Poetry 2014

the cartographer’s redress

By: Mary Elizabeth Vance

There are a few things one should know about holy land.
Translation            yoking globe, terrain, and atlas
is never lossless.
What you see is a different world from where
you have been. Lines
are drawn.  Where I intersperse space, inland
or deep between pockets of Ramallah, Ramla
shapes me differently.

Eve of the isle and I splitting into distance, me
to the western void of already discovered new worlds
which seem at same emptier than those routine, Angled mysteries—
           green winters, pools that drain to palaces, vice
           and modesty asunder to safety and irreverence,
           midnight sunsets and that deathless vert burned
           black by teatime,
                       all of nature stranger than the settlers.

I was the sacrifice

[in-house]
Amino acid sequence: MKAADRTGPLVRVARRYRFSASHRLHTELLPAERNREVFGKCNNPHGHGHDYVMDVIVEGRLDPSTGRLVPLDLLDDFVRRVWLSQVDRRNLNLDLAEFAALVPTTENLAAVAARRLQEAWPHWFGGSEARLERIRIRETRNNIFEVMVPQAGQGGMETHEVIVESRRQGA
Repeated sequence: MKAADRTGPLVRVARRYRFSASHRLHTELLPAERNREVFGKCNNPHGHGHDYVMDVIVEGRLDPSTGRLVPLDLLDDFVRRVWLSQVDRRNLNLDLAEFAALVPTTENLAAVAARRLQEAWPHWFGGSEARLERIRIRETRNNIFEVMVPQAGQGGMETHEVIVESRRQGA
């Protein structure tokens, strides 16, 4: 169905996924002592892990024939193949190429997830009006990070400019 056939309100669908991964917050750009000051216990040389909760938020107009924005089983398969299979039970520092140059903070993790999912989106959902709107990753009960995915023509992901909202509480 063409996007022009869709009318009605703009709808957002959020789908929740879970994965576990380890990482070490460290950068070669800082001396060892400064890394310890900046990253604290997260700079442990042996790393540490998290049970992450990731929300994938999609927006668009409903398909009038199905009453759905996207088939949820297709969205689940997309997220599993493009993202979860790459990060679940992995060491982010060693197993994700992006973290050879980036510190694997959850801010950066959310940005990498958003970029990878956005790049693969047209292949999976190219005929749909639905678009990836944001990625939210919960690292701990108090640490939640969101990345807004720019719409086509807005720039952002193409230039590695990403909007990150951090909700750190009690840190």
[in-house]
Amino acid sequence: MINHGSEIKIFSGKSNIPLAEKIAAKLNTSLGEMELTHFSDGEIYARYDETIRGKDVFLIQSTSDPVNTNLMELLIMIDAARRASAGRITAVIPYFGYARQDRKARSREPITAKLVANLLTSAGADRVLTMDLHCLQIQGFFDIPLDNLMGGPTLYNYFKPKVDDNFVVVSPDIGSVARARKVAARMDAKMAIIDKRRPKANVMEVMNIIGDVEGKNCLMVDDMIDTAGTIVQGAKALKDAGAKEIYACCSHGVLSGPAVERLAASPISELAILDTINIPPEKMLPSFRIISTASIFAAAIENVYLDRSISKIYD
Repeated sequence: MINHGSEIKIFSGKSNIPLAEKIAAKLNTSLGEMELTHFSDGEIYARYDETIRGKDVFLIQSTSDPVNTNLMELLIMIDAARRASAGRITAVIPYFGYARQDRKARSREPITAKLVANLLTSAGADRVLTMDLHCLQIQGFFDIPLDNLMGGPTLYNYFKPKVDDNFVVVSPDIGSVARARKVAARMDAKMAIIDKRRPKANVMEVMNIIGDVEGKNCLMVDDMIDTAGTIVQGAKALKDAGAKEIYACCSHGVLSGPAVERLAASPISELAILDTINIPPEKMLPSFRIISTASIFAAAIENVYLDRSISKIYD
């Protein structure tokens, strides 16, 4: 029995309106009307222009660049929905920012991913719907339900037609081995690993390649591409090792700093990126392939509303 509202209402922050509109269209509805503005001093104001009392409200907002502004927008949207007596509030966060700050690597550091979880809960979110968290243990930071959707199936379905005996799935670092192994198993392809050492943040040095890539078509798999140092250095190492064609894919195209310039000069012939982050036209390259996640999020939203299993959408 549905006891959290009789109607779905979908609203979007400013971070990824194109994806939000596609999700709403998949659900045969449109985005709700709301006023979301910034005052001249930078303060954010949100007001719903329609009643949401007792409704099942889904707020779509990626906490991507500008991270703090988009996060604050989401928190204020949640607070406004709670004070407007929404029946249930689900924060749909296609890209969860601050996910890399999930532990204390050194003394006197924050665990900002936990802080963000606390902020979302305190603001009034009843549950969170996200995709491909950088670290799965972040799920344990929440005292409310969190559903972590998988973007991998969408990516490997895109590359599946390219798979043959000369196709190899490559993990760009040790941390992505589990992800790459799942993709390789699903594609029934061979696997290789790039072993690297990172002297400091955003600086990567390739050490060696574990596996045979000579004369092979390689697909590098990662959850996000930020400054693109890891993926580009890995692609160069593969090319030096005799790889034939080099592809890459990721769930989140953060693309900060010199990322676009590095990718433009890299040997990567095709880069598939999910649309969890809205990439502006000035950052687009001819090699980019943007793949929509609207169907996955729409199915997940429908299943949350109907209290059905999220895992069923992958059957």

turned to light before I could leave,
horns tangled in the brush of presupposing
the answers,
           what moth tamuth looked like
           what resurrection looked like—
when thence the blade paused the boar
and pierced into the child.

With foreign language I recant     all horrors which found me
and in lightening formed me.
Give me the prelapsarian gauge
to measure island fragments into a gilded scepter,
           head like a serpent
           tail like a spear
like the fall or like Moses’ lifted staff, fickle foresight
of war within

promised land.
Candlemas undone
is            silhouette hammerteeth,
a scroll with the shadow pulled;
hand-tied and eyeless Karma mouthing unlit trails
into rivers,
daffodils flooding the sun.

Draw the wandering circuits to meet.
Furrow the page in every direction, blister the crease
for home. Fall to find the dimming this:
uncomforting the blindfold.